Seven Psychopaths

Overall


Sony’s ad campaign really didn’t do Seven Psychopaths any favours. It’s not the madcap action frolic those trailers and TV spots implied – it’s a thoughtful, relatively complex, post-modern character study, and maybe even the most underrated film of 2012. The real irony is that Michael McDonagh’s film seems to have been made as something of a satire of the kind of films it was advertised as being. I’m not surprised it didn’t make very much money at the box office. This Blu-ray looks and sounds very good, but is limited by the film’s grainy, overexposed look and its thin, quiet sound design. The extras are the only disappointment.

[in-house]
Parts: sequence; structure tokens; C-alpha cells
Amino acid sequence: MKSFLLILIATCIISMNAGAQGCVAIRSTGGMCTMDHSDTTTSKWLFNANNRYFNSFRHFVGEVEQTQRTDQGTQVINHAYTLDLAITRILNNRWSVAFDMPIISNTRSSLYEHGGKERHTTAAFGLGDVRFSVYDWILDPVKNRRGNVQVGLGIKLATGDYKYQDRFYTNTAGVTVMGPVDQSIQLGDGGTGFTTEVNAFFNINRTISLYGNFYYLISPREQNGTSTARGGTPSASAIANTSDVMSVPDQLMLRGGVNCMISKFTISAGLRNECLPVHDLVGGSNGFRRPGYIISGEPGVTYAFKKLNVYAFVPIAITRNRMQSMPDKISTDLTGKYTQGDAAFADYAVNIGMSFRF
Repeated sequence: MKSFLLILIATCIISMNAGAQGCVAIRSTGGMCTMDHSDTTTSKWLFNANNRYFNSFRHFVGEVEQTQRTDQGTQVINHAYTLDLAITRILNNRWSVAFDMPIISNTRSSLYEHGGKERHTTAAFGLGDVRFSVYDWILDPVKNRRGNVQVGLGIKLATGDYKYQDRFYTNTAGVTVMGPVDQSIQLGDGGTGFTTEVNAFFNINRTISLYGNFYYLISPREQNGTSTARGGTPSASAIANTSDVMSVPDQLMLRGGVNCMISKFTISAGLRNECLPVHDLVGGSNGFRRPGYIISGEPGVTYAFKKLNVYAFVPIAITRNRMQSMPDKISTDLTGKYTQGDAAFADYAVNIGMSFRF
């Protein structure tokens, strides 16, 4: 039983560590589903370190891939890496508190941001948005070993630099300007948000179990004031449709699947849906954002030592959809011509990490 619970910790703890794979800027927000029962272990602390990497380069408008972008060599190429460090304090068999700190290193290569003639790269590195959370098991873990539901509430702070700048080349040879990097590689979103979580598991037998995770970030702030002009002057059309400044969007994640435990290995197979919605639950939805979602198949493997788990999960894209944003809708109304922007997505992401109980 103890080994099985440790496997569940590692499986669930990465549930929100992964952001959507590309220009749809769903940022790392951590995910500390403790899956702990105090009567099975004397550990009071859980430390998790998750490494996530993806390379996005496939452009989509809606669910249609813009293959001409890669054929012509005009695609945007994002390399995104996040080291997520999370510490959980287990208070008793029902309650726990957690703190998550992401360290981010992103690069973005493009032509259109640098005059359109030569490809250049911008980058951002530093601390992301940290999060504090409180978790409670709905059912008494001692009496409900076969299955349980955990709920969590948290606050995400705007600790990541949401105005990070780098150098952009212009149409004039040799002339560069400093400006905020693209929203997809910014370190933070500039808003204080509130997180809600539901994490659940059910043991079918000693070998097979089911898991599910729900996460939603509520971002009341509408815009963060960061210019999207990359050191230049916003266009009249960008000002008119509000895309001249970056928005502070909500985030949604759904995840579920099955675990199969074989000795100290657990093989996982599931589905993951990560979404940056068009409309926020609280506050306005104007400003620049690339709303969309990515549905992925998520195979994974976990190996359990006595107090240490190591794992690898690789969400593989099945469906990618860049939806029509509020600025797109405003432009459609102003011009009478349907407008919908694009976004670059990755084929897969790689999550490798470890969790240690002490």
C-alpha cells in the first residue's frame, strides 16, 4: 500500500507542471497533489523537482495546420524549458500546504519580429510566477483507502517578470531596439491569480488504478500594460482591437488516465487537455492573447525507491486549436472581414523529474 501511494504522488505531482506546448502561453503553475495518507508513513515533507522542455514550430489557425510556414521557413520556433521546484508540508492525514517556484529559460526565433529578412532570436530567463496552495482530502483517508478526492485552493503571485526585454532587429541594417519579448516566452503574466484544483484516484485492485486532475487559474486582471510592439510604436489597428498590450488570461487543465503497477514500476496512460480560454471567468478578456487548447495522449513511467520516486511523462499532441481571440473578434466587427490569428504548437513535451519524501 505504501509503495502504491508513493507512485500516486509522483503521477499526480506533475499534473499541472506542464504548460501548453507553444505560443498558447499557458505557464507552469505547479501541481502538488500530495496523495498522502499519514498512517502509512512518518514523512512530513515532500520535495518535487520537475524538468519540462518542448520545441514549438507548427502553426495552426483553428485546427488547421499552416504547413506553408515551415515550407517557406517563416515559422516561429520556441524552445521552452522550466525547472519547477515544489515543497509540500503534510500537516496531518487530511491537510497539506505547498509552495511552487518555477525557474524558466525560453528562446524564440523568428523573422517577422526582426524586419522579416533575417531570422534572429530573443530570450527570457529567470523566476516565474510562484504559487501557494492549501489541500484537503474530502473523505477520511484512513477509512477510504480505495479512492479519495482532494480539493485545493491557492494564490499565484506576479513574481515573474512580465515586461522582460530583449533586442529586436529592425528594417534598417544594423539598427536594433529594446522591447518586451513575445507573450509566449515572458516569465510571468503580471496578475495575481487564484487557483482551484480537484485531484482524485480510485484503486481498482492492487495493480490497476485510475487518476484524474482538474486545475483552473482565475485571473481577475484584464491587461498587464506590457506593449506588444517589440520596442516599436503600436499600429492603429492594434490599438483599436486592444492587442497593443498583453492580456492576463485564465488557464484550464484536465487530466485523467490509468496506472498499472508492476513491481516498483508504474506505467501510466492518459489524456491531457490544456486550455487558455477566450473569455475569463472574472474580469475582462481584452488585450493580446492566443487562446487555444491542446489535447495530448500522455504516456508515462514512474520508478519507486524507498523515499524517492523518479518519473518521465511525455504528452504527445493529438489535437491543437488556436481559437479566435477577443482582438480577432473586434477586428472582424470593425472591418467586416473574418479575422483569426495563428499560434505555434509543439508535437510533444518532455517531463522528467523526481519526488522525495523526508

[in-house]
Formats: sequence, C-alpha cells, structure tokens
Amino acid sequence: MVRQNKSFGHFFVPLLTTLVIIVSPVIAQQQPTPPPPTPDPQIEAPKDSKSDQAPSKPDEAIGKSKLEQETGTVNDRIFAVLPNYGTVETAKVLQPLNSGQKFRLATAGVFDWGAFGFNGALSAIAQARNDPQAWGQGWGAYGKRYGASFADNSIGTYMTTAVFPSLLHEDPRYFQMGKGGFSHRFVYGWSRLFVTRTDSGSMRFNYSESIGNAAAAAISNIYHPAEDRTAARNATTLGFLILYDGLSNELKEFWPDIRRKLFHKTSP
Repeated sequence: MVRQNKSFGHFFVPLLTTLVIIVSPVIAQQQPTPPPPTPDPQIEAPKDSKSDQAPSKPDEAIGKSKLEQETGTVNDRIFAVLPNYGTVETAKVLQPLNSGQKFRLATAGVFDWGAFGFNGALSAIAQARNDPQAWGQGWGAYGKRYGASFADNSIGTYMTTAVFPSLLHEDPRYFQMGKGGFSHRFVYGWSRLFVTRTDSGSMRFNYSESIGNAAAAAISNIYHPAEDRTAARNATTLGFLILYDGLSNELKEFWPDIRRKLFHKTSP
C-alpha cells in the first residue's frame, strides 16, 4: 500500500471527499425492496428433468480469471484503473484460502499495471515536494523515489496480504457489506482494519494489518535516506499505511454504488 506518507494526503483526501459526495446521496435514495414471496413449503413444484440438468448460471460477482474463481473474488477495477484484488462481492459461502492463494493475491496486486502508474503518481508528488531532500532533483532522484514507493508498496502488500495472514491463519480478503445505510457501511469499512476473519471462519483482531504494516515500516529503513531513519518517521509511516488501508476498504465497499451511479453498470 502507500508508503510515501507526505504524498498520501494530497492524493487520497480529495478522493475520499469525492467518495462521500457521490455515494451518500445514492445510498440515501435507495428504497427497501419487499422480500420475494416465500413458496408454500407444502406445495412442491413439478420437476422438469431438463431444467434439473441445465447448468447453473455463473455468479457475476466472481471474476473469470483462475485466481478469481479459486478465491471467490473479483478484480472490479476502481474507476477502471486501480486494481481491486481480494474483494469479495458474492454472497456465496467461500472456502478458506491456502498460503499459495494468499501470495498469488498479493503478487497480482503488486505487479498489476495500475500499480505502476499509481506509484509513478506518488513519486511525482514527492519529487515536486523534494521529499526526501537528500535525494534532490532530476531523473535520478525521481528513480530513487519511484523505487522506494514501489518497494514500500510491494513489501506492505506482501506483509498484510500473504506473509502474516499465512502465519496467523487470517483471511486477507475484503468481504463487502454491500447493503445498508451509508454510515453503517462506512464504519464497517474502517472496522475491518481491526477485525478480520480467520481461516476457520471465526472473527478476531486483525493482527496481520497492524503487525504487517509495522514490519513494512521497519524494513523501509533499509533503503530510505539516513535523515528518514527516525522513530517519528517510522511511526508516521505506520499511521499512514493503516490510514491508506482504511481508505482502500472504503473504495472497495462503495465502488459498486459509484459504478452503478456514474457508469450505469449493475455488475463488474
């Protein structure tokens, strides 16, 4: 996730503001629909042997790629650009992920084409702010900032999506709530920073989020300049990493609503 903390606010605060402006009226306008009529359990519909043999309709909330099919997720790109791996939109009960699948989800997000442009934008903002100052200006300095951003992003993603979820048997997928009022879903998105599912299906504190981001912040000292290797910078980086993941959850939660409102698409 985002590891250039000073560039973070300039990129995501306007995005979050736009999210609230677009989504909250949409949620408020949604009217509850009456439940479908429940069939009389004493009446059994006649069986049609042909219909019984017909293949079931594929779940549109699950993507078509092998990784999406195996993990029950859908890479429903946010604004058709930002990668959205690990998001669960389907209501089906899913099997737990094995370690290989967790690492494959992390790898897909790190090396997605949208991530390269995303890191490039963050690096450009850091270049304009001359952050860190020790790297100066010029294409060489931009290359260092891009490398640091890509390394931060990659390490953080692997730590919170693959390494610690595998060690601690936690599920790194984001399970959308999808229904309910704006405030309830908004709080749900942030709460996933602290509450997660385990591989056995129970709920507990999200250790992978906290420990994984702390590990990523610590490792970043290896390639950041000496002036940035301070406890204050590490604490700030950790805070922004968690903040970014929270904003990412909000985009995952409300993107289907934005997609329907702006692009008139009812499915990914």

Seven Psychopaths
 Seven Psychopaths
 Seven Psychopaths
 Seven Psychopaths

* Note: The above images are taken from the Blu-rays/DVDs and resized for the page. Full-resolution captures are available by clicking individual images, but due to .jpg compression they are not necessarily representative of the quality of the transfer.